Introduction: Scleroderma


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Scleroderma: Autoimmune disease of skin or blood vessels.

Scleroderma: Derived from the Greek words "sklerosis," meaning hardness, and "derma," meaning skin, scleroderma literally means hard skin. Though it is often referred to as if it were a single disease, scleroderma is really a symptom of a group of diseases that involve the abnormal growth of connective tissue, which supports the skin and internal organs. It is sometimes used, therefore, as an umbrella term for these disorders. In some forms of scleroderma, hard, tight skin is the extent of this abnormal process. In other forms, however, the problem goes much deeper, affecting blood vessels and internal organs, such as the heart, lungs, and kidneys.

Scleroderma is called both a rheumatic (roo-MA-tik) disease and a connective tissue disease. The term rheumatic disease refers to a group of conditions characterized by inflammation and/or pain in the muscles, joints, or fibrous tissue. A connective tissue disease is one that affects the major substances in the skin, tendons, and bones.1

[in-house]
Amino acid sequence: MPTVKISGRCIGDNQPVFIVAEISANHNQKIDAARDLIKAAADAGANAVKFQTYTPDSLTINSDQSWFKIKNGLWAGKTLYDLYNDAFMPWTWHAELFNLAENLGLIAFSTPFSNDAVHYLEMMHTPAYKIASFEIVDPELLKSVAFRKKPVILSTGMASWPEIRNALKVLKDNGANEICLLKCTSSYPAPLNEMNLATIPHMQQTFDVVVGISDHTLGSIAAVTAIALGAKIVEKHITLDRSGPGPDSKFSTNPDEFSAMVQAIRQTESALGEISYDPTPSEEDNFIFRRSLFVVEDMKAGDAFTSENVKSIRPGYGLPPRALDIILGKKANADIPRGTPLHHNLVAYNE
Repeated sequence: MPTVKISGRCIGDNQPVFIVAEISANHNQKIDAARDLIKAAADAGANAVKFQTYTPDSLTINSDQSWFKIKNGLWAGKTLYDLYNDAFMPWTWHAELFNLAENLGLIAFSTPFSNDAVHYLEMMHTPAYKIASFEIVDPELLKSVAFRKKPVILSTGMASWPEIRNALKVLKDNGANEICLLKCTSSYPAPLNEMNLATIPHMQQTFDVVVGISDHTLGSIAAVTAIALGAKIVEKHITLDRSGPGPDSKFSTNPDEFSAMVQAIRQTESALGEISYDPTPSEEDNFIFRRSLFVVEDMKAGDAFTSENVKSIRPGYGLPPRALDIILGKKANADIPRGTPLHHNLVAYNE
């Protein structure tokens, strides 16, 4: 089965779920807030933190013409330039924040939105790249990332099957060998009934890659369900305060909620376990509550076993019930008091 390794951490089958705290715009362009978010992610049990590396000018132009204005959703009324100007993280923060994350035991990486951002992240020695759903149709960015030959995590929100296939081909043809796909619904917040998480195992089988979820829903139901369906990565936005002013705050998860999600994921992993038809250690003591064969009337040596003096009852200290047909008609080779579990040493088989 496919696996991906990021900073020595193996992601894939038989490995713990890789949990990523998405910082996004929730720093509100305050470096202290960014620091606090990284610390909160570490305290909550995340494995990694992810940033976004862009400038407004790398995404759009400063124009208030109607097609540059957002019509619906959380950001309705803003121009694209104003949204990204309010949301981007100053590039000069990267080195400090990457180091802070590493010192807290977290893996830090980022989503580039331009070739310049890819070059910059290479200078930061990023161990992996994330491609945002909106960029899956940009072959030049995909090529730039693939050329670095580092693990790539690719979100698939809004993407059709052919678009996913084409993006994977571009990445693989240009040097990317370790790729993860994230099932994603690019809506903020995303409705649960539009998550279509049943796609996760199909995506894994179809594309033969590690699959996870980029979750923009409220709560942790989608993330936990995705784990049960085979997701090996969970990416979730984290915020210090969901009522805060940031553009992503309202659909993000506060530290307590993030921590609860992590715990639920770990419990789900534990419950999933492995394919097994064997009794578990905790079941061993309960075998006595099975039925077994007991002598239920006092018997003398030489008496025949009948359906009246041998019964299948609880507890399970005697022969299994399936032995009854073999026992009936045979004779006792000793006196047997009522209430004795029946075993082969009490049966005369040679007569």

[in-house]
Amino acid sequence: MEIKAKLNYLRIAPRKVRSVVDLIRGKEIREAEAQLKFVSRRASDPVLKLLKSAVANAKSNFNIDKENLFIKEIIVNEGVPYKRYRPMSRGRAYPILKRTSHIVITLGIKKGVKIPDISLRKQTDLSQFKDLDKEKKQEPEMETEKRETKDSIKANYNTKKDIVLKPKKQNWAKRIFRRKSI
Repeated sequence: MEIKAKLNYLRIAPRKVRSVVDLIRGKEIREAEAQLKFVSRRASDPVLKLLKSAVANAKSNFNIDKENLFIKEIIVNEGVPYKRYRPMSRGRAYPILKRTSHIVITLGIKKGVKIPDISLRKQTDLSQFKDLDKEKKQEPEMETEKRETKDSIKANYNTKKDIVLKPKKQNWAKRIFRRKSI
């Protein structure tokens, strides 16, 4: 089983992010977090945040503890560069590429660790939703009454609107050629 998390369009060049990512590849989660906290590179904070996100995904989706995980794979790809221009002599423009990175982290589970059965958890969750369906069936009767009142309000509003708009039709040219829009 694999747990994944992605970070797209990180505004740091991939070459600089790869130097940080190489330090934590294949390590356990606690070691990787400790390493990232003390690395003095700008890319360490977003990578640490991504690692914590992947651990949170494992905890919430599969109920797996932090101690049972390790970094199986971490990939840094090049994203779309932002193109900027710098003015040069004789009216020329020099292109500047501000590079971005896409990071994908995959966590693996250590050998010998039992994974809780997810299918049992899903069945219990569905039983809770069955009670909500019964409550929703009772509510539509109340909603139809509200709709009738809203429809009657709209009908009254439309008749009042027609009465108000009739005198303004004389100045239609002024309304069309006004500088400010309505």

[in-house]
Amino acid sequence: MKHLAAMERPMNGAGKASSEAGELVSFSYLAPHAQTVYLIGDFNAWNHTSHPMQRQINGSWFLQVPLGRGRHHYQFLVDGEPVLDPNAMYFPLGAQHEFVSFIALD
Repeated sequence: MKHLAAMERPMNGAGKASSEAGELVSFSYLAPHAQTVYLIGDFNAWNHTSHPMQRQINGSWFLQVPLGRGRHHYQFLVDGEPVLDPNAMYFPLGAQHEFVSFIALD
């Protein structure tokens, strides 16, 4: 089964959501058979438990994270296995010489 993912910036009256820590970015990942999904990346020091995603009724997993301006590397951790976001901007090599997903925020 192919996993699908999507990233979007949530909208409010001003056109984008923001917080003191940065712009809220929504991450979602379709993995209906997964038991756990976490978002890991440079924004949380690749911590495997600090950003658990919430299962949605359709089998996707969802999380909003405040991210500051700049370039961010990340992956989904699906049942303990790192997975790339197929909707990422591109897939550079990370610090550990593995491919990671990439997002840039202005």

Researching symptoms of Scleroderma: Further information about the symptoms of Scleroderma is available including a list of symptoms of Scleroderma, other diseases that might have similar symptoms in differential diagnosis of Scleroderma, or alternatively return to research other symptoms in the symptom center.

Misdiagnosis and Scleroderma: Research more detailed information about misdiagnosis of Scleroderma, failure to diagnose Scleroderma, or research misdiagnosis of other diseases

Treatments for Scleroderma: Various information is available about treatments available for Scleroderma, current research about Scleroderma treatments, or research treatments for other diseases.

Causes of Scleroderma: Research more detailed information about the causes of Scleroderma, or other general information about Scleroderma.

Statistics and Scleroderma: Various sources and calculations are available in statistics about Scleroderma, prevalence and incidence statistics for Scleroderma, and you can also research other medical statistics in our statistics center.

         Contents for Scleroderma:

Footnotes:
1. excerpt from Handout on Health Scleroderma: NIAMS

Last revision: June 13, 2003

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